OH: Are you seeing changes in the issues industrial hygienists (IHs) are dealing with?
Garber: Well, of course, subsequent to Sept. 11, everybody is concerned about terrorism and the biological and chemical agents that might be used by terrorists, and how to prepare for that. Over the last several years, there has been a trend to dealing with indoor air quality problems and ergonomics. Yes, the profession is changing somewhat. As we see jobs going from the manufacturing sector to the service sector, we see a change in the types of tasks that industrial hygienists take on.
OH: Regarding indoor air quality (IAQ), are IHs dealing with actual health issues or with nuisance issues such as a bad smell?
Garber: I think it's a combination of both, but I don't think that is anything unique to indoor air quality. A lot of the work industrial hygienists have done over the years has been to reassure people that their workplace is being carefully monitored and carefully controlled. It isn't just in the IAQ arena that sometimes people get concerned about things where perhaps the magnitude of the hazard is not that great. On the other hand, sometimes people don't get concerned where they really should be concerned.
When he is not educating the next generation of industrial hygienists at the University of New Haven, Brad Garber, Ph.D., CIH, CSP, is busy with his duties as chair of the American Conference of Governmental Industrial Hygienists (ACGIH). With a highly public fight over Threshold Limit Values (TLVs) behind him, he is turning his attention to shoring up ACGIH's membership, improving its finances and developing new educational programs.
OH: If I am in private industry, why would I want to join ACGIH?
Garber: We have some very important activities that need support. One is the TLVs. Before becoming a professor, I worked for a large multinational corporation, and we used the TLVs. It was the corporate policy to use the TLVs or OSHA's PELs for exposure assessment. We would use whichever one was more stringent. There are many companies that are doing the same. People who use the TLVs and that is practically everybody have an interest in supporting the organization that produces them.
OH: Are IHs in government and academia seeing their jobs go through significant changes?
Garber: There has been a lot of talk about broadening our scope. Many people who work in industrial hygiene have taken on environmental and safety responsibilities. Although individuals are called on to do more and to have a broader scope, I think there is still a very pressing need to have specialists such as industrial hygienists to deal with the occupational health part of occupational safety and health. The issues are so complex and difficult to deal with that those of us who are generalists really can't be experts in all the different aspects of industrial hygiene. Maybe the balance has changed some, but there will always be a need for the traditional industrial hygienist.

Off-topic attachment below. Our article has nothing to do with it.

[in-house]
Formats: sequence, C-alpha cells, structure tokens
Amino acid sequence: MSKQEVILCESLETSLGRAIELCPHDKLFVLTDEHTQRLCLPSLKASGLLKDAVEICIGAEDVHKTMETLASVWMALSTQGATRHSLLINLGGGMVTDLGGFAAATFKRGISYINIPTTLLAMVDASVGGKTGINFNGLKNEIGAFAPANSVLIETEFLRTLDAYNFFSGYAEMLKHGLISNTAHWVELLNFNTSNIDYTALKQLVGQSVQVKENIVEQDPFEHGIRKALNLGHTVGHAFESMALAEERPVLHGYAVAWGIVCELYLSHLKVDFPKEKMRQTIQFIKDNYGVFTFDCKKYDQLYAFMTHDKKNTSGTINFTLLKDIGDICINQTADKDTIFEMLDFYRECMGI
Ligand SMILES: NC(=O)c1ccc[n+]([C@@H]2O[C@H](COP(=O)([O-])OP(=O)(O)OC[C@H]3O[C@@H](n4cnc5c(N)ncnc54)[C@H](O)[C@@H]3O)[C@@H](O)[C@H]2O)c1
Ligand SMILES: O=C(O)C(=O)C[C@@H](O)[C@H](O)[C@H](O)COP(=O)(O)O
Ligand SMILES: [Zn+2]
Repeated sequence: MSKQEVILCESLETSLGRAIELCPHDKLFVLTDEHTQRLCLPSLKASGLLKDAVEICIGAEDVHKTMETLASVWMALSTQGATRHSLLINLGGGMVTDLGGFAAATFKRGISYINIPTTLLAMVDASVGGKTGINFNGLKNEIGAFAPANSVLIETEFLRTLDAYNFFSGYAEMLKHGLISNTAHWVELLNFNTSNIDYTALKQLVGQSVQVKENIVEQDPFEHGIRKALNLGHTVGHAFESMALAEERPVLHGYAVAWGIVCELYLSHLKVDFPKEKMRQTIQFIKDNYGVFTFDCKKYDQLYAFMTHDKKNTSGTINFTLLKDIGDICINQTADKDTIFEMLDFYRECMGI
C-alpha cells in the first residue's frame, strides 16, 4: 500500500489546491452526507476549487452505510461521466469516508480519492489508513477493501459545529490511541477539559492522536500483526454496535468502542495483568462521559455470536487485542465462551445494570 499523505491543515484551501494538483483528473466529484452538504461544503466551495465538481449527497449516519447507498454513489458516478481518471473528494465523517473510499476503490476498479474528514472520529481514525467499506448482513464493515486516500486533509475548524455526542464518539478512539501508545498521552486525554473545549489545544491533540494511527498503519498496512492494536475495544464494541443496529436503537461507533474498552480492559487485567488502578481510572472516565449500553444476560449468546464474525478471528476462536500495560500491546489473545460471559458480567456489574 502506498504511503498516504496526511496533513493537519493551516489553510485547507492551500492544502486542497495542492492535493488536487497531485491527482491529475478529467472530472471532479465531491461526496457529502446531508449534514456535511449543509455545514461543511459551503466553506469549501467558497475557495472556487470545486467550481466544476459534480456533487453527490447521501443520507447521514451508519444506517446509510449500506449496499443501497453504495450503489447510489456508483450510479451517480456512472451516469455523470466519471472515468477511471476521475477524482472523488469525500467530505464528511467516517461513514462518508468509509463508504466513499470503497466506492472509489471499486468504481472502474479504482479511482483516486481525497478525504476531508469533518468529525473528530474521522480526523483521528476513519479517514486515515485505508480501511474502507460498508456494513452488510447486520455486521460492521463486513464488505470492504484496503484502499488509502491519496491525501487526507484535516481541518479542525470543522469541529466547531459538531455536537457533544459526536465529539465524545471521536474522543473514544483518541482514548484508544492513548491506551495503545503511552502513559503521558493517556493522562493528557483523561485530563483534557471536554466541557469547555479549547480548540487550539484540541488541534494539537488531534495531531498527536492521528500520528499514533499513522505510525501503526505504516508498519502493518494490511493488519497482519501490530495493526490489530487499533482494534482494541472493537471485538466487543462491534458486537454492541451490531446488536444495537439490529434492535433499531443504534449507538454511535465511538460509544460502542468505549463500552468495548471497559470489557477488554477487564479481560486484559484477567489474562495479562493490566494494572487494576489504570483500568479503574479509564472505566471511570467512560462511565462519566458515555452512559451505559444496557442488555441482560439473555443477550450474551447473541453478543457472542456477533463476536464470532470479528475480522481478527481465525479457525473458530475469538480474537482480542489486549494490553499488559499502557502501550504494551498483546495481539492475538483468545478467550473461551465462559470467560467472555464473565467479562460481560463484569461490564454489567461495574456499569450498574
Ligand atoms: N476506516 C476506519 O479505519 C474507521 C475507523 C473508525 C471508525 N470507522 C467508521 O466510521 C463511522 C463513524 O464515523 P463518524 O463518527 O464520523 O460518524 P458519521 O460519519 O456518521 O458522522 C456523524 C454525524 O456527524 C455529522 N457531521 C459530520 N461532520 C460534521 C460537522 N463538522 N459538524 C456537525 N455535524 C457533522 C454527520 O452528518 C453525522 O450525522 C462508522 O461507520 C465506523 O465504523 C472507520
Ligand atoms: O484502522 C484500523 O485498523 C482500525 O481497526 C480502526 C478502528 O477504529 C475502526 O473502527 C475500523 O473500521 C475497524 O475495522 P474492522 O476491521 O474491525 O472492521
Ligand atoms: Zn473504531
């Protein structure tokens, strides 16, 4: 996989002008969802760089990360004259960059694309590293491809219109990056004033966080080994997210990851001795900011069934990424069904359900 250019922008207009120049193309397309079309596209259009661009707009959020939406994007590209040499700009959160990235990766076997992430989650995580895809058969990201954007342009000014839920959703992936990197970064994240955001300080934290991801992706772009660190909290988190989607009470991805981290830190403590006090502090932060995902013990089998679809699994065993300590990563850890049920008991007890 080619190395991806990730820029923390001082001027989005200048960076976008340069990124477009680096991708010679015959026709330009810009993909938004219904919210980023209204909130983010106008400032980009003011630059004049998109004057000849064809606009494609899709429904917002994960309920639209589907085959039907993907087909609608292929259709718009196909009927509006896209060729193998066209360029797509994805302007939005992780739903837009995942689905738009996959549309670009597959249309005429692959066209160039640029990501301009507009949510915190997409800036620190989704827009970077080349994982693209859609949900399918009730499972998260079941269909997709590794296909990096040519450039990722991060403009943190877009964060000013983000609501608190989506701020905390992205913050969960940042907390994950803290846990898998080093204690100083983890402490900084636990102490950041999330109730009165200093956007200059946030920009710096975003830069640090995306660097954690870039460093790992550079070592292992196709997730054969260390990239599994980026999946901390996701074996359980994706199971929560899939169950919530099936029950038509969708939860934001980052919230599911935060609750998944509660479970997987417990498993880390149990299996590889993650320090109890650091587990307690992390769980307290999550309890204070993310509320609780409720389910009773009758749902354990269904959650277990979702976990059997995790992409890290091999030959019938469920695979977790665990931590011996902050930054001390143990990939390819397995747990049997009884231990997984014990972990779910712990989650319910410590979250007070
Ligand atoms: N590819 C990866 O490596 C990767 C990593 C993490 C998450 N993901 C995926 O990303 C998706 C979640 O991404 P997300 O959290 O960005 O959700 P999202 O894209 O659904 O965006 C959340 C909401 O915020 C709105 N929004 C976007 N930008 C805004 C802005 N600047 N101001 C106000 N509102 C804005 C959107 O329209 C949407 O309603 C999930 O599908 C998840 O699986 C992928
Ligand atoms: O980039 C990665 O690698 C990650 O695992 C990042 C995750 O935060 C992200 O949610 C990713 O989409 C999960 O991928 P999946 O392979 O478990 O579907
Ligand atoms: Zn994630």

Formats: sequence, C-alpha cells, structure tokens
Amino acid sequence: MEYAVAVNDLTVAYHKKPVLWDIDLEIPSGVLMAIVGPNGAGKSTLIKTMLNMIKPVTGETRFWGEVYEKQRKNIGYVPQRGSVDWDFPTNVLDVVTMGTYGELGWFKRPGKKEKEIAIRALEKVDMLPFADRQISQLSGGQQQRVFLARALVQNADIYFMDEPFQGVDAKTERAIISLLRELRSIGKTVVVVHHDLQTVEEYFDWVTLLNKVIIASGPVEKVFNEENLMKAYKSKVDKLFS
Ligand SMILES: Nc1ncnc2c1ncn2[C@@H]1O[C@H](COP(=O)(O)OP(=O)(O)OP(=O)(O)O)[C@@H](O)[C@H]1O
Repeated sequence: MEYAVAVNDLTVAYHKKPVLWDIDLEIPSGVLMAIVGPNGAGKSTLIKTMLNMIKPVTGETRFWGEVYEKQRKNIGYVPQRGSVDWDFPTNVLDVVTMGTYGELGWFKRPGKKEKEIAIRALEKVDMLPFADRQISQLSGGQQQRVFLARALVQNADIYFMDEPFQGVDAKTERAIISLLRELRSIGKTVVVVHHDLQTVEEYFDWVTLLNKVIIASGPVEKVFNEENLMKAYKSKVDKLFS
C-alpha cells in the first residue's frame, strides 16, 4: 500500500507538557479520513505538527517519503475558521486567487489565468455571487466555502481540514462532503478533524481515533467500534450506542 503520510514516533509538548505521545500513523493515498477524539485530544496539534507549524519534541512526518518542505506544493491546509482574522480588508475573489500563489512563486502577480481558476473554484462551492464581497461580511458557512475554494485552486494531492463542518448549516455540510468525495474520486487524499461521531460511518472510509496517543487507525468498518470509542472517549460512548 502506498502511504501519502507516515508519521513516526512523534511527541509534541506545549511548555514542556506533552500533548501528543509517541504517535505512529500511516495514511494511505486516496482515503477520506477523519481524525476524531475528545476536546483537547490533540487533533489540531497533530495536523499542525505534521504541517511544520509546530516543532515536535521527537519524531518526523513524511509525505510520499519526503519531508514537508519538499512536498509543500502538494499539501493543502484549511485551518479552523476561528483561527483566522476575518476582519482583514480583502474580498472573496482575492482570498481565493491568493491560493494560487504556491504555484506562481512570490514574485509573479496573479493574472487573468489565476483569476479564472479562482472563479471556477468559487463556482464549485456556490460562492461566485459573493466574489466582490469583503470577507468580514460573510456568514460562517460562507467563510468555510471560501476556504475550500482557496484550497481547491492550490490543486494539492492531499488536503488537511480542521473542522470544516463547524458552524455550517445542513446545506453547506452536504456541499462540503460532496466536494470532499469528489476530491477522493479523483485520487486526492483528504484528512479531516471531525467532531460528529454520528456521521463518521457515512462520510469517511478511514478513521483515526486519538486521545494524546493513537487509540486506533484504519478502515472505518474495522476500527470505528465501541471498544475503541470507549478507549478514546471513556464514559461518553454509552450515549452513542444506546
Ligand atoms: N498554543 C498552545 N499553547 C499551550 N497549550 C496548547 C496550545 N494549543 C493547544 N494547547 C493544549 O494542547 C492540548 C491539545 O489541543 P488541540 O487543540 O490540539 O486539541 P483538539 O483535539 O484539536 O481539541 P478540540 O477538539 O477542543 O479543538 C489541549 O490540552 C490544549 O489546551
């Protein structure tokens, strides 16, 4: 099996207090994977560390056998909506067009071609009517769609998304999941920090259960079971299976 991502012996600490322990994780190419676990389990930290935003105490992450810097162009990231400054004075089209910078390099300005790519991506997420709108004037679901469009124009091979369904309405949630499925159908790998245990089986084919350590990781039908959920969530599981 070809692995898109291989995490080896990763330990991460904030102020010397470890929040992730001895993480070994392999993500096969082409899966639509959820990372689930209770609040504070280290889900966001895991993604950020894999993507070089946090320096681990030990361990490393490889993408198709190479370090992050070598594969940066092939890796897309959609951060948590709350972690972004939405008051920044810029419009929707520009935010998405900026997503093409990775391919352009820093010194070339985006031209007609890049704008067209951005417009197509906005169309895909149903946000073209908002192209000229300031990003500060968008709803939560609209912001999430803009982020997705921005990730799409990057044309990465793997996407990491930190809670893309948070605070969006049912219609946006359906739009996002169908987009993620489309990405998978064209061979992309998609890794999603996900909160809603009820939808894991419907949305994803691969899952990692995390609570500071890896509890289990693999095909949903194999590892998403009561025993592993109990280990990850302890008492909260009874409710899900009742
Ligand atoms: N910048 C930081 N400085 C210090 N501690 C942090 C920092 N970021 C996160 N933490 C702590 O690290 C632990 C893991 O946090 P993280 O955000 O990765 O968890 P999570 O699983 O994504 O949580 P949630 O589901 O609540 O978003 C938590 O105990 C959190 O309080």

OH: Do you see any lasting impact on members or the organization from the 9/11 tragedy?
Garber: I think there will be a lasting effect. Many of the technologies and techniques that industrial hygienists have developed over the years are directly applicable to dealing with the types of chemical or biological agents that might be employed in terrorism, or the types of exposures that occurred subsequent to the collapse of the World Trade Center. In industrial hygiene, a lot of what we have to do has direct relevance to protecting people from these types of things. Dealing with these types of issues is something that is going to be with us for a long, long time to come.
OH: Bring us up to date on the TLV issue. Where do things stand now?
Garber: All three lawsuits that were filed against the ACGIH have been resolved. We've had to tighten up our procedures so that they could undergo the type of scrutiny that tends to take place when you have legal proceedings. We have produced a statement that addresses exactly how we feel the TLVs should be used and what they are intended for. We have worked on an operations manual for our chemical substances committee. We are putting together a forum for AIHce in San Diego. We are doing a lot in the area of communications, as well as documenting our internal procedures to make sure that people are sufficiently informed as to how we produce TLVs.
OH: Will there be a chill regarding the substances ACGIH chooses to deal with because you now realize the organization could be sued?
Garber: I hope not. One thing the chemical substances/TLV committee has done is put together a subcommittee that looks specifically at the issue of choosing substances for study or for candidacy for TLVs. They try and make the process as rational and as free from these outside influences as possible. Yes, these types of lawsuits in theory could have a chilling effect, not just on the ACGIH but on anybody else who develops guidelines and standards. Certainly, NSC, ANSI and other organizations that develop guidelines and standards have paid attention to this particular case, and they are also embroiled in problems of their own. It is not a good thing, but maybe it is just a reality of doing business in this particular area these days.